Biden Signs Bipartisan Bills Providing Additional Resources for Police

President BidenJoe Biden Florida Republicans Vote To Limit Vaccine Mandates Bill Honoring 13 Service Members Killed In Afghanistan Heads To Biden’s Desk Overnight Defense And Homeland Security – Presented By Boeing – Pentagon Promises More Transparency In air strikes MORE on Thursday he signed a trio of bipartisan bills aimed at providing additional resources for law enforcement officers as his administration emphasizes its support for the police and other agencies.

Biden received a group of legislators and representatives from law enforcement agencies at the White House for the signing of the bill, where he emphasized the bipartisan nature of the three bills and offered another unspoken rebuke to calls from some. on the left to “defund the police.” “

“When you look at what our communities need and what is asked of our law enforcement, it will take more resources, not fewer resources,” Biden said before signing the bills. “That is why my administration is investing in community policing that we know works and in training and partnership that law enforcement agencies have requested in our communities.”

When Biden signed the bills, the Justice Department Announced nearly $ 140 million in grants for local law enforcement. The money, which will go to 183 different agencies, will allow for the hiring of more than 1,000 additional full-time officers. The money will also be used for initiatives to build trust between police and their communities, Biden said.

The first bill Biden signed into law Thursday, the “American First Responders Protection Act of 2021,” ensures that law enforcement agencies and first responders who are injured or disabled in the line of duty receive immediate access to benefits. with cost of living adjustments.

The bill was defended by Sen. Chuck grassleyChuck GrassleyBiden has an approval rating of just 33 percent in Iowa poll Senator Patrick Leahy says he will not seek reelection Senators introduce bipartisan bill to limit mergers of tech giants MORE (R-Iowa) and Sen. Kirsten gillibrandKirsten GillibrandIn Dramatic Change, Director of National Intelligence Doesn’t Rule Out ‘Extraterrestrial’ Origins of UFOs, Sanders Backers Kaiser Permanente Workers Ahead of Monday’s Strike Time to Review Outdated and Unbalanced Military Justice System MORE (DN.Y.), who joined Biden in signing the bill.

The president also signed the “Peer Support Counseling Confidentiality Opportunities Act,” which Biden touted as a way to provide mental health resources to officers for anxiety or other often-overlooked issues.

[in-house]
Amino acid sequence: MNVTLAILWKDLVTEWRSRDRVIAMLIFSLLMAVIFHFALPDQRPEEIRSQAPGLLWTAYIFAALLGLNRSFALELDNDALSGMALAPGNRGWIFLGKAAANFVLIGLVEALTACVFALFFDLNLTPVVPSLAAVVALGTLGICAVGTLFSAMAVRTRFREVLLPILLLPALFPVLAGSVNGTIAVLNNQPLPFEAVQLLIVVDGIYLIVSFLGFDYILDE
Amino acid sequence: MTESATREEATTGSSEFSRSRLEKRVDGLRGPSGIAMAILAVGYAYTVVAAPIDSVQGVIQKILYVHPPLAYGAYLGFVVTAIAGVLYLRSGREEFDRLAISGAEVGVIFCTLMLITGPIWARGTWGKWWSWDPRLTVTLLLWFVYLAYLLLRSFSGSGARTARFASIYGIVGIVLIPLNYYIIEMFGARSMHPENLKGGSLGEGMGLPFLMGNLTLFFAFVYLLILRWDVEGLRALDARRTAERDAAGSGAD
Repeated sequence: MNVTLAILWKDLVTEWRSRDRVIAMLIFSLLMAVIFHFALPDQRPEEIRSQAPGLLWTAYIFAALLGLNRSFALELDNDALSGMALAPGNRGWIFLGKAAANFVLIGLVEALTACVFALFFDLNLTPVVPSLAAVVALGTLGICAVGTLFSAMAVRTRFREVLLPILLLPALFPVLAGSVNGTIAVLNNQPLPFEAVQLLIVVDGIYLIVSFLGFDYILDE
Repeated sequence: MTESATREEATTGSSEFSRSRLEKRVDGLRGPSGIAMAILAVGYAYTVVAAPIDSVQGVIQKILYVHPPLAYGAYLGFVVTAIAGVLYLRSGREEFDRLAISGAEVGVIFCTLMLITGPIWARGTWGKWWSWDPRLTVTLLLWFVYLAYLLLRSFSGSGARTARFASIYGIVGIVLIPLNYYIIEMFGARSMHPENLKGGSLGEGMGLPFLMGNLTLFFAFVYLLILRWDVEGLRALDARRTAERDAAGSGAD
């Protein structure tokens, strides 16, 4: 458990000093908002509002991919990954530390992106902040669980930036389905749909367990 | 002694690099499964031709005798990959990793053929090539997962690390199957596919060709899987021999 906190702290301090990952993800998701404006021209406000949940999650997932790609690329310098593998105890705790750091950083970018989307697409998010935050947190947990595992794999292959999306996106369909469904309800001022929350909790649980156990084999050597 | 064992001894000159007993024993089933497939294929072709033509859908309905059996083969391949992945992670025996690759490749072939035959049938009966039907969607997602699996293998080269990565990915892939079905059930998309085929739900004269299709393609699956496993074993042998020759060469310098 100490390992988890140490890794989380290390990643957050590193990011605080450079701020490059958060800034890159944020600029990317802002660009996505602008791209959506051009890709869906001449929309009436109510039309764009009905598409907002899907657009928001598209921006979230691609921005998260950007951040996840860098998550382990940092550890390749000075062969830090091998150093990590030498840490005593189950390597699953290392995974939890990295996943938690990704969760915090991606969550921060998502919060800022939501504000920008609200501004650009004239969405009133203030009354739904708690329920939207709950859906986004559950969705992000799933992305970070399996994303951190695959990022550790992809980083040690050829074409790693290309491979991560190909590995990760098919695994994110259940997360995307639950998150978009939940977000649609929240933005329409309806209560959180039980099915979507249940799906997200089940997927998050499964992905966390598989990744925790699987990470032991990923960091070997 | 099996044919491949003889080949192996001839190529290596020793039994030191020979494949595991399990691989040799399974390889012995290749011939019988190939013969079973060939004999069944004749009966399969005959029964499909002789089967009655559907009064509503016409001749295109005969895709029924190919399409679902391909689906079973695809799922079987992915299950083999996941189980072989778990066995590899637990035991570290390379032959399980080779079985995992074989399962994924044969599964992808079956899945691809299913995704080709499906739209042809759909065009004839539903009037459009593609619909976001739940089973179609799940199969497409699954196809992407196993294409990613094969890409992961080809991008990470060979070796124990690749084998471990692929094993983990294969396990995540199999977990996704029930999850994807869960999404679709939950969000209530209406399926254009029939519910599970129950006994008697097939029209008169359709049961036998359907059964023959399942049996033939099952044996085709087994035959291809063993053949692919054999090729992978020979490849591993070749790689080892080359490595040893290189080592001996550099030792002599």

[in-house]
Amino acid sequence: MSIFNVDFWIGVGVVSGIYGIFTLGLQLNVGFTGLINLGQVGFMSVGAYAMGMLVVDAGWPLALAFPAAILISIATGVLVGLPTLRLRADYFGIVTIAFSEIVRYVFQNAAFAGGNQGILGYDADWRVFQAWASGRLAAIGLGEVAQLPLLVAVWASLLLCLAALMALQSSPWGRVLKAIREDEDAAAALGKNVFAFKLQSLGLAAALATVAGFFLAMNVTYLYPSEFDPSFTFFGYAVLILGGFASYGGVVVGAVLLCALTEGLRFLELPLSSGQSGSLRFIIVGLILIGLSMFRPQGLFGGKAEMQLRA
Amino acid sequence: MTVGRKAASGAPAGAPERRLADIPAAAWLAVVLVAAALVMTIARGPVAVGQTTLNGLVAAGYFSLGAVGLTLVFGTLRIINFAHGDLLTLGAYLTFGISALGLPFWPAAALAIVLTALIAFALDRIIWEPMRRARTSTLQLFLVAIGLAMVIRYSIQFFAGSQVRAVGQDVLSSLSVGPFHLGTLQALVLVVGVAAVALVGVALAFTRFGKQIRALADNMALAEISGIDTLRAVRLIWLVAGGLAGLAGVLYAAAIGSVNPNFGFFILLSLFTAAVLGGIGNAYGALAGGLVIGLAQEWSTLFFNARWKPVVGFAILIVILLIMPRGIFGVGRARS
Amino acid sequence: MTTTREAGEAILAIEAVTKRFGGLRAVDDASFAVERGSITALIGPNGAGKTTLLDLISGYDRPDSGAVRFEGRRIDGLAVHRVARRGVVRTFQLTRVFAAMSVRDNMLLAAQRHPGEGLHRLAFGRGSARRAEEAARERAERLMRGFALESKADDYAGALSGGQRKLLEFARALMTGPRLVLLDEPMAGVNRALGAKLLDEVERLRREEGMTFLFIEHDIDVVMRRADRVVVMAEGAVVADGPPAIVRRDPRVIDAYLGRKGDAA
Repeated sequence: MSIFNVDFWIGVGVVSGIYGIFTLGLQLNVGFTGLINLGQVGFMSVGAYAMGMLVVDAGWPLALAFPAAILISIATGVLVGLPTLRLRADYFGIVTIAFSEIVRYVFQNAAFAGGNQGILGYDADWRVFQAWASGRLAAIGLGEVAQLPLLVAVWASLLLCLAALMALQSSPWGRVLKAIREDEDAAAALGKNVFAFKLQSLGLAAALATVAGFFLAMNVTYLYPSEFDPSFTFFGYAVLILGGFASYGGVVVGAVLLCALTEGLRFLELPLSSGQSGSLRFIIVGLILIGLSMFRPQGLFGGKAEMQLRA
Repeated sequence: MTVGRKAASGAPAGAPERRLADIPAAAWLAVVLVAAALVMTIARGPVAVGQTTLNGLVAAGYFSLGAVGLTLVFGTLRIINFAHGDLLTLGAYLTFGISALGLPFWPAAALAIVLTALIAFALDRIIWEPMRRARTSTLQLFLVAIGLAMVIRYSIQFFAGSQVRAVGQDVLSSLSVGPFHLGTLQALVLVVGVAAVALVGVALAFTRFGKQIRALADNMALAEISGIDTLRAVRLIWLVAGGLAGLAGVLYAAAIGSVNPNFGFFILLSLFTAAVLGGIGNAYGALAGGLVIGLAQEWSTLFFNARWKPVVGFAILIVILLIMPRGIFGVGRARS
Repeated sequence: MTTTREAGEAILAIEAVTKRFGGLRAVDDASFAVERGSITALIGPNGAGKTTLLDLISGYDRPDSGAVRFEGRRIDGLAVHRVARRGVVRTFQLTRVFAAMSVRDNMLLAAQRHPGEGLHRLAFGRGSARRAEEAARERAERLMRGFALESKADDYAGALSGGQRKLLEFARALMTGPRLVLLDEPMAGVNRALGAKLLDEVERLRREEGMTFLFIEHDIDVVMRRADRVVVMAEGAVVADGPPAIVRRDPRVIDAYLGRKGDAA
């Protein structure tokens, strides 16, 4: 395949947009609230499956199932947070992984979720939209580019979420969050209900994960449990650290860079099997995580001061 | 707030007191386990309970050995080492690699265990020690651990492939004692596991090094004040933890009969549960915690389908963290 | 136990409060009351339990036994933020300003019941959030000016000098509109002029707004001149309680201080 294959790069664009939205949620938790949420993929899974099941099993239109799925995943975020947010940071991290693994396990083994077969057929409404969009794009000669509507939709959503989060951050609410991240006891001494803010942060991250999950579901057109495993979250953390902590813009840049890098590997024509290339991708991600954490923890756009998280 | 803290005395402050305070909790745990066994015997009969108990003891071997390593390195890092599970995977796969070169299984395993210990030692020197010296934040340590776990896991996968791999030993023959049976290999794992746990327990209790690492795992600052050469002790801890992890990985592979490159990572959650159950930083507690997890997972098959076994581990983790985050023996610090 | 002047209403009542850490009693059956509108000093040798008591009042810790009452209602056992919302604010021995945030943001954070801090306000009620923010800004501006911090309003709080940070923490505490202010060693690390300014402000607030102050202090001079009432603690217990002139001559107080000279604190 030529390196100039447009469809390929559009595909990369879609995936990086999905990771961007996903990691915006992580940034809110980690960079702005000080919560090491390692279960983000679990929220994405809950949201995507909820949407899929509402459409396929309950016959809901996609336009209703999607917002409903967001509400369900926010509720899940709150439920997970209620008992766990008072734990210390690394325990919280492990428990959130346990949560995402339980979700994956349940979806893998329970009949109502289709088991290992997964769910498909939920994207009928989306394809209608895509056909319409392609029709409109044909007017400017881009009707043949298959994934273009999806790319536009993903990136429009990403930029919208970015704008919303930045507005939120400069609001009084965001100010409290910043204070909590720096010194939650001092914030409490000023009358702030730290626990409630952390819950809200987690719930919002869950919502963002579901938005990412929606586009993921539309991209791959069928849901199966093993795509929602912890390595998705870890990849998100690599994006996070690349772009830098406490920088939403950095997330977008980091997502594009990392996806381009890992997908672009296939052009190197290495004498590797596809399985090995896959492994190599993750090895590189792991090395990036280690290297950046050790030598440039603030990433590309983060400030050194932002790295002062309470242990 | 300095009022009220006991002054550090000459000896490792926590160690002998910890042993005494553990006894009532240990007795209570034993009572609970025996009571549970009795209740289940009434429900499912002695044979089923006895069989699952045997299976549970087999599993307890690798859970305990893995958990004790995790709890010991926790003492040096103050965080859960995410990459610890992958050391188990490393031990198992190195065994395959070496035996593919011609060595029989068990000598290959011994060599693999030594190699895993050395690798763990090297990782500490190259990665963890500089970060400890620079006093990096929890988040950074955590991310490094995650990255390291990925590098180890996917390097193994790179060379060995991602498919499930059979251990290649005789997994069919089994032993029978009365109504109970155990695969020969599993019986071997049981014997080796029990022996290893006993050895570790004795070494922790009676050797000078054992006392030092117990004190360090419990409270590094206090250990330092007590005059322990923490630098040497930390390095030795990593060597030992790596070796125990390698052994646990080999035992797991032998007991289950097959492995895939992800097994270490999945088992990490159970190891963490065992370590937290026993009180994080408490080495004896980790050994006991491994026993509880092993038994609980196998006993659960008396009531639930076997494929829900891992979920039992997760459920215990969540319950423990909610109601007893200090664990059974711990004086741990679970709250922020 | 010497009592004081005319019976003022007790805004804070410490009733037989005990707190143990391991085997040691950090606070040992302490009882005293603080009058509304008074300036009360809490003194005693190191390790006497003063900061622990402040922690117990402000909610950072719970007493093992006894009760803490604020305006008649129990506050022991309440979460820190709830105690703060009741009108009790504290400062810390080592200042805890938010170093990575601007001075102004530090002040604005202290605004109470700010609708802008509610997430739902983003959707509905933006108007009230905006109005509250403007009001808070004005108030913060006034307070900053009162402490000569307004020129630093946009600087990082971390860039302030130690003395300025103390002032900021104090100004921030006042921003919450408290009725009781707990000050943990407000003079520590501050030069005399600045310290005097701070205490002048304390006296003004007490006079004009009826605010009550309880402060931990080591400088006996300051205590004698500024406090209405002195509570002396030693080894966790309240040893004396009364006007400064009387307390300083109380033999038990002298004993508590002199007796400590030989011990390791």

The bill would provide confidentiality to federal law enforcement officers who take advantage of counseling services, except where officers admit to having committed a crime, and would encourage first responders to adopt counseling programs.

The third bill Biden signed on Thursday is named after Jaime Zapata and Víctor Ávila, two Immigration and Customs Enforcement (ICE) agents who were attacked by Mexican cartels in 2011. Zapata later died from their wounds.

The bill, also backed by Grassley, would ensure that those who have killed or attempted to kill US federal law enforcement and employees who are abroad can be prosecuted in the United States.

The president concluded Thursday’s remarks with a call for Congress to pass police reform after talks broke down earlier this year.

“I’m asking the bipartisan leaders who are here today to join them as they have done before in finally pushing the George Floyd Police Justice Act. That’s next,” Biden said.

The Biden administration has consistently touted its support for law enforcement, pointing to funding in the American Rescue Plan approved in March and the Department of Justice grant for local departments to hire more officers.

Biden has rejected in the past calls by some progressives to “defund the police,” a slogan that refers to reallocating resources for counseling and other social services, but which moderate Democrats have argued cost him votes. match in 2020.

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